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The Fuel

Fishing with St. Peter

My brown cotton robe soaked my weight down in the ocean with my shoulder paralyzed from the right side. The darkness over me made my spirit sunk underneath the waves while I choked from the salty water. I struggled to breathe as the pain from my right shoulder caused me to lose all hope for life. The waves splashed over my face as I swallowed some into my mouth. The ocean waves moated my soul, although I escaped something worse, more sinister than crashing waters.

 

A small boat with a fisherman was ahead of me, floating over the waters. His flashlight beamed in my vision as my feet pushed against the water. With every shoulder push forward towards the boat, I raised my left arm to wave to the boatman. 

 

The boat drifted smooth towards me as the boatman reached into the water for me, pushing my shoulder down and letting my bouyancy lift my body and pulled me in. Sloshing over the hull I grabbed onto the seat and laid down near his feet. His eyebrows furrowed with drops of the ocean dew from his temple over my face. "No more fish, but got a survivor." His cheeks drooped down his face, and his frown like a circle about his mouth. "What happened to you?"

 

"Bitten by a snake," I said, my lips shaking and my eyes in sobs of tears masked by the salty water. "My right side is gone."

 

"Too bad. Always need a right side," said the boatman.  

 

My dreary red eyes looked away to the waves, afraid of his stare and embarrased by my vulnerability. 

 

"You're either dumb or brave. Don't know which," said the boatman in his white robe. "Did you have a boat? Whose snake?"

 

"The mafias. Bit me behind my right shoulder," I told him. "They stole my boat, so I jumped."

 

His brown eyes watered, as he pulled on to a tarpaulin bag near the back seat of the boat. He took a small canister and twisted the cap. "Might help," he said, offering me the can.

 

"What is it," I asked.

 

"Solid cod oil," he said. "Rub it on your shoulder."

 

With my left side pushing onto the bottom of the center seat, I slid it closer to his feet. I took the can and scraped some oil and rubbed it over my right shoulder. It did nothing.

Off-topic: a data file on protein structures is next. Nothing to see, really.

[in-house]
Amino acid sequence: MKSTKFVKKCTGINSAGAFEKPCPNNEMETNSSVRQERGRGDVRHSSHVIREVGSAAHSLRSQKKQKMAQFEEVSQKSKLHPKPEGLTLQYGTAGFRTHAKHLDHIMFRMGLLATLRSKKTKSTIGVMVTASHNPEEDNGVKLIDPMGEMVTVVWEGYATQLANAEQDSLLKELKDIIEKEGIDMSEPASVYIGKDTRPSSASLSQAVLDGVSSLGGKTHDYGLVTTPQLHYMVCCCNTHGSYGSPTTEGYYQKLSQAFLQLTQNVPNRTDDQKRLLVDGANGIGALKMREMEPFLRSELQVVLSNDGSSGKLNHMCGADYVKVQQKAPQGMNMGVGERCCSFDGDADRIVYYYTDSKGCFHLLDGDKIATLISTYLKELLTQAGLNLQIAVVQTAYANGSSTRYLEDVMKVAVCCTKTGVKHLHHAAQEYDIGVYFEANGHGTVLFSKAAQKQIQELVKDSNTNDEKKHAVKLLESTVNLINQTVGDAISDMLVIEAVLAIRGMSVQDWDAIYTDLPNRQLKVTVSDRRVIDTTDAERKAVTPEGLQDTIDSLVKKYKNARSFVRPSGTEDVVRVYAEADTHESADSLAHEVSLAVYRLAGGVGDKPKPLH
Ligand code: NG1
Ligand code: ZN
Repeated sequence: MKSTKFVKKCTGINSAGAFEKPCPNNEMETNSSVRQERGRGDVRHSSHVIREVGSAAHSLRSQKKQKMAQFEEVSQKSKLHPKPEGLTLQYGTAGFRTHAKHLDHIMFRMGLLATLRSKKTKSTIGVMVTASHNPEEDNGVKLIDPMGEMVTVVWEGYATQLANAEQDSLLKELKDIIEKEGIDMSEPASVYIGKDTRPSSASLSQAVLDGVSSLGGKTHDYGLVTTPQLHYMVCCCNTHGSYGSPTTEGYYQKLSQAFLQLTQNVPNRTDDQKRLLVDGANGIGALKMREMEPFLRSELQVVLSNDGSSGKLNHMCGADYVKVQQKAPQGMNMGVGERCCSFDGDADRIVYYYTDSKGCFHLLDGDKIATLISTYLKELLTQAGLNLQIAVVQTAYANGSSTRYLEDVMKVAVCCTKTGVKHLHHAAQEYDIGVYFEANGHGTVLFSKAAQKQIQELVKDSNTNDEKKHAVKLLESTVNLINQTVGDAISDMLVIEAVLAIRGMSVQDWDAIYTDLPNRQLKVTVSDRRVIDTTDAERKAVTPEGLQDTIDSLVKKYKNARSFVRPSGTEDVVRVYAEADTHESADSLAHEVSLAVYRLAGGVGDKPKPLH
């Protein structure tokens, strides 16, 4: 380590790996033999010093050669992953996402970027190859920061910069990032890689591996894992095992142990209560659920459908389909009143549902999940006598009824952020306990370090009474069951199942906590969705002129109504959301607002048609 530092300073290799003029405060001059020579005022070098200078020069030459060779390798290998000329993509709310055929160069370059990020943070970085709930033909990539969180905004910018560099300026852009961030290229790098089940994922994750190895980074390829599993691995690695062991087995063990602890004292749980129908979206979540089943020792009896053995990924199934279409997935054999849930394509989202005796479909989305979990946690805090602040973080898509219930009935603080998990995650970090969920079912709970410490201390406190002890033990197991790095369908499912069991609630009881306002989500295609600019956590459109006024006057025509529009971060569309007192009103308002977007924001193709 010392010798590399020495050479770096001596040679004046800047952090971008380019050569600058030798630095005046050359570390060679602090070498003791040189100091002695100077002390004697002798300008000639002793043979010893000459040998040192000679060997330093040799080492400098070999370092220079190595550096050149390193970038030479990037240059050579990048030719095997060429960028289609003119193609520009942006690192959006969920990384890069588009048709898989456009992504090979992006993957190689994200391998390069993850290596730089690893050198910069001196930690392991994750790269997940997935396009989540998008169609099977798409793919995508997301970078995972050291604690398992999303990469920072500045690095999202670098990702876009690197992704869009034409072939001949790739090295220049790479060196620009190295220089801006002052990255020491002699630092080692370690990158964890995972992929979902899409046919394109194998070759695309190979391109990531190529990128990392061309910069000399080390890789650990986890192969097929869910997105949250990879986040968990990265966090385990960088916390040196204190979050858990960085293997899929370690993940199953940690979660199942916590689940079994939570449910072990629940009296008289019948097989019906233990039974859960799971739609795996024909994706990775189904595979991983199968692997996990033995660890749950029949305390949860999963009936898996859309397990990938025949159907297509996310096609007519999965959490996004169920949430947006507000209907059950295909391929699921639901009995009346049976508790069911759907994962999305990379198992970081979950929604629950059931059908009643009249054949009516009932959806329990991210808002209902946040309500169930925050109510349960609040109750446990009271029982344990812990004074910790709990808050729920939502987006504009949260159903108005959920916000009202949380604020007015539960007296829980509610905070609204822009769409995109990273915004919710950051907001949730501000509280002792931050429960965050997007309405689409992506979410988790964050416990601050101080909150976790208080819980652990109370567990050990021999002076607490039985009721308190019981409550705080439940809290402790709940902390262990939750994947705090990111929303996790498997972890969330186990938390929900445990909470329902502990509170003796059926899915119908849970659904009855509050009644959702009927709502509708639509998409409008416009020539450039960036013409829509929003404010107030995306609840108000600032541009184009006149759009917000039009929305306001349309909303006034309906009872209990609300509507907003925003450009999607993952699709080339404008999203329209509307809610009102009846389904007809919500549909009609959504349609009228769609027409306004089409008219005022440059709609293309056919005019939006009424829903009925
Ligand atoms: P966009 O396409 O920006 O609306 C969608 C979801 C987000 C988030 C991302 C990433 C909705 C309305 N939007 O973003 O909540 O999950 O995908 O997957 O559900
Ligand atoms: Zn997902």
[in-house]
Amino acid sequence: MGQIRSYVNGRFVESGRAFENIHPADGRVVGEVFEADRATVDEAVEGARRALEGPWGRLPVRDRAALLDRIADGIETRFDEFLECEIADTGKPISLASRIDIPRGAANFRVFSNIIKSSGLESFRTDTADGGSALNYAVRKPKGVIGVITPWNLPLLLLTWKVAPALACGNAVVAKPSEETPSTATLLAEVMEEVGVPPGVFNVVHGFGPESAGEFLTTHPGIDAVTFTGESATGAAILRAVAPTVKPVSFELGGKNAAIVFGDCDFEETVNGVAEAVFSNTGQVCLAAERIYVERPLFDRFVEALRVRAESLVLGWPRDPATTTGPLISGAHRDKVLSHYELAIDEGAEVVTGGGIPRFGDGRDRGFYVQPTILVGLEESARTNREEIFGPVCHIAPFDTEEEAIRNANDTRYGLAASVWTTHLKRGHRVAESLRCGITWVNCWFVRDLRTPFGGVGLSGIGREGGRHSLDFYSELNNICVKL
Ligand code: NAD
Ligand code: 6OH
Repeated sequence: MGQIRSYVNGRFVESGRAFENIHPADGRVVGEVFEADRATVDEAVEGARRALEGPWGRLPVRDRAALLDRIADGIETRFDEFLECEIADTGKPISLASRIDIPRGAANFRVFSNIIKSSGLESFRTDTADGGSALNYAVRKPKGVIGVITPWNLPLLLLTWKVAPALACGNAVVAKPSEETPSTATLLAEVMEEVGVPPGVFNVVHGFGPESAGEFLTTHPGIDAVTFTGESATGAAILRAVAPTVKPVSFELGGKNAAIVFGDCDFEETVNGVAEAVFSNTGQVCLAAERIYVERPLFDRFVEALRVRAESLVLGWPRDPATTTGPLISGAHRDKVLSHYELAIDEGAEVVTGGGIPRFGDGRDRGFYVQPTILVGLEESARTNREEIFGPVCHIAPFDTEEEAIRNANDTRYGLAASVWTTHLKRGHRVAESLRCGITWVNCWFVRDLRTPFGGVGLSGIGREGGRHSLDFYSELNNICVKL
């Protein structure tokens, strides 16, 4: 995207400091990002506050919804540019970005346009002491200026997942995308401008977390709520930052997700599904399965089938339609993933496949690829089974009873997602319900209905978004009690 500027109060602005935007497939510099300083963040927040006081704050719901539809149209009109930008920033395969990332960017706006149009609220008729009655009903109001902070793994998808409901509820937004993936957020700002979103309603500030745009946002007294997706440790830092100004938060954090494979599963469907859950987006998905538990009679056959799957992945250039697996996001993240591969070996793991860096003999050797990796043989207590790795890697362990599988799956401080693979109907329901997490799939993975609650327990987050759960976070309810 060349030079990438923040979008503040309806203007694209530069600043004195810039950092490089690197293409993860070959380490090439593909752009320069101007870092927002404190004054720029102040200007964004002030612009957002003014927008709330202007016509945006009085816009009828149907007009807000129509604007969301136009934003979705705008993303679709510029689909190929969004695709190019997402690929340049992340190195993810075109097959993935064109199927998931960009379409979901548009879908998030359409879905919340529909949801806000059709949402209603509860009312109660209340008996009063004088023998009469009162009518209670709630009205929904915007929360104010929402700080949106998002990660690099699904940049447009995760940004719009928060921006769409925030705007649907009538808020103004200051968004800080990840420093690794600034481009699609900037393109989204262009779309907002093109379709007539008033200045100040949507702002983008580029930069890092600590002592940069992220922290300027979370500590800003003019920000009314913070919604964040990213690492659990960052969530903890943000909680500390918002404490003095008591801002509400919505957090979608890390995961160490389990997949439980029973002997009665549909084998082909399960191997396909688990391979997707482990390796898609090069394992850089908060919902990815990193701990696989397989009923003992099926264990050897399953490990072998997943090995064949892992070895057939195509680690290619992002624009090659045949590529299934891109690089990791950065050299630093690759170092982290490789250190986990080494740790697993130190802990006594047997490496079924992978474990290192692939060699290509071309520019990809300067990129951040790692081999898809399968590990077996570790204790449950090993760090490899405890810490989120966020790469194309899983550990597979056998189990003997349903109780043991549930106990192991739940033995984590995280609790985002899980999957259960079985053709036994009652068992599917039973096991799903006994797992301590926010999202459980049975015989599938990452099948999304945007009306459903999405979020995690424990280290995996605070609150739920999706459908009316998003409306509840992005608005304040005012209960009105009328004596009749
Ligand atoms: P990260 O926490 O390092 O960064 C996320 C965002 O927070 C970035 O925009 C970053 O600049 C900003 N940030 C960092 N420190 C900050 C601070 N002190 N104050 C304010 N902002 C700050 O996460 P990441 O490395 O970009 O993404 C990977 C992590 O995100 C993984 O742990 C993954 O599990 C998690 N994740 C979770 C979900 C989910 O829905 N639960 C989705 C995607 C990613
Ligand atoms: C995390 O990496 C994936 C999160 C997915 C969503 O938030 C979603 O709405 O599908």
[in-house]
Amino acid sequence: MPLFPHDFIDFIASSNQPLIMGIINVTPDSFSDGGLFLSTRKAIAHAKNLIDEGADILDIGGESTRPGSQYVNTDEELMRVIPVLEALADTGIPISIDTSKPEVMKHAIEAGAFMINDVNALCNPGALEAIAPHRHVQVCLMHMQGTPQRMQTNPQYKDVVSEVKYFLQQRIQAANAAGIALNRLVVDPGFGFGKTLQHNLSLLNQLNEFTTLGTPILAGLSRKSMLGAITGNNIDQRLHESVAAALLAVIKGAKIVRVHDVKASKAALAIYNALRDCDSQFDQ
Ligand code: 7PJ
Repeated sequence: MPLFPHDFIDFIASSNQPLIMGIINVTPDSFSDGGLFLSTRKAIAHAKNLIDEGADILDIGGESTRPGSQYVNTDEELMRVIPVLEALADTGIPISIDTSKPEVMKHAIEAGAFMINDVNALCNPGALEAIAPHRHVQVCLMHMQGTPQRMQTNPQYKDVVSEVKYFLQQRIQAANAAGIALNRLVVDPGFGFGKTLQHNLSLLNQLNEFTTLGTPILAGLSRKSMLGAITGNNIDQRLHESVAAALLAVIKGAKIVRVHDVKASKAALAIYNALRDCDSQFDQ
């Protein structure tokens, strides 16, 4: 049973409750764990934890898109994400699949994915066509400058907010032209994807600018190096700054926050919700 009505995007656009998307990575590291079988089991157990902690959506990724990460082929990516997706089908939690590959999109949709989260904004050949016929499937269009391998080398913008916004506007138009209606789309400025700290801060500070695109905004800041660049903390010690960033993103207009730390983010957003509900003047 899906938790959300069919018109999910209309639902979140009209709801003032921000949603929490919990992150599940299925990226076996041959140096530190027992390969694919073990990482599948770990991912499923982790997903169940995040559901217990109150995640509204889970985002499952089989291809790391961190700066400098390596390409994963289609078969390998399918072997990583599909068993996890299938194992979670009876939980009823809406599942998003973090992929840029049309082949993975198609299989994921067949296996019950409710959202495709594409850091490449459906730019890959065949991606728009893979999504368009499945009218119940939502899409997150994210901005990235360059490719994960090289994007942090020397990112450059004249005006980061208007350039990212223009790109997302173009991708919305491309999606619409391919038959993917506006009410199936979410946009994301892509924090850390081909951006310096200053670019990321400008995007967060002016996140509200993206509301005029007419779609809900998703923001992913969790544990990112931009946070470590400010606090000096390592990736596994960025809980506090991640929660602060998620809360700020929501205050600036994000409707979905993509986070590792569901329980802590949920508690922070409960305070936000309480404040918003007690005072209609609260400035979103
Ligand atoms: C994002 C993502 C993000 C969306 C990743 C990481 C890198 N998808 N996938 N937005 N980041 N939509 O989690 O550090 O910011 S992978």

"Why did you jump?" He asked. 

 

"I didn't want to die in front of them," I said, still choking from the salty water. "Would you have picked up a dead body?"

 

He stroked his brown beard, and replied, "Nothing substitutes grace," as he searched for something else inside his tarpaulin bag. He took out a thermos, and opened it. "Water, drink," he offered. 

 

I took the thermos and gulped down some fresh water, as I felt his eyes on my face. I wiped my mouth and asked him, "why are you here at night?"

 

"I'm lost," he said. He turned his shoulders behind him and pulled a large fishing net and threw it in front of me.  "Haven't caught a fish, since dawn." 

 

"I'm almost a cripple," I said, as I took the edge of the fishing net and threw it over the water. "They got only half of my body and my mind."

 

The boatman took the rest of the fishing net and spread it across the water beside the boat. Waiting for a few moments, he hoped for a tug and a pull. Nothing.

 

"Did you want to die?" he asked me. I lowered my head as I felt a stabbing pain on my shoulder. With my left hand I squeezed my right shoulder and felt mucuous over the bite near my nape. I looked on my left palm and red blood and some white fatty body oils smeared over it. "I did," I answered.

 

"Why did you ask for help?" he asked. 

 

"I don't know," I said. My chest bone cracked within, realizing my attempt was not destiny, but I would be alone on the shore. "I felt scared to leave."

 

"That answer has got the flu," he said. The net was limp and the waves calmed over the ocean. The mist cleared and the sky over us parted, showing the moon and the stars. "I wanted to drift away."

 

"Why did you save me?" I asked. 

 

"Choosing the way of the faithful. Prayed something would stop me," he said. The tug of the net from under his feet startled him.  He pulled it in, and fishes were caught in between the nettings. 

 

"One more cast," I told him.

 

He took the fishes out of the netting and cast the net over the waters on the same side. "This is the same spot where there were no fishes." In just a few moments, the netting slipped down into the water as the boatman pulled it into the boat. 

 

My right side felt prickles of needles as I tried to move it around on my shoulder. I rotated my right cuff and felt myself move. "I'm not paralyzed," I shouted. 

 

"Snakes can die," he said. The netting was too heavy for him, and as he began to pull the netting harder, he stepped outside of the boat and walked over the ocean.

 

I gasped as I saw him walk over the water, pulling the netting into the boat as fishes flipped onto the seats filling the boat. 

 

"The way of the faithful servant never loses hope," he said, pulling the netting and eventually the last few knots of the mesh.

 

He took the netting into his boat and with a big grin, he said, "Let's get back to shore. I did somethin' good."

 

I stood up on the boat and watched him put the fishes into his buckets. I looked to the waters where the waves choked me several miles before, and the water was still.

 

Just write.

 

 

 

 

 

 

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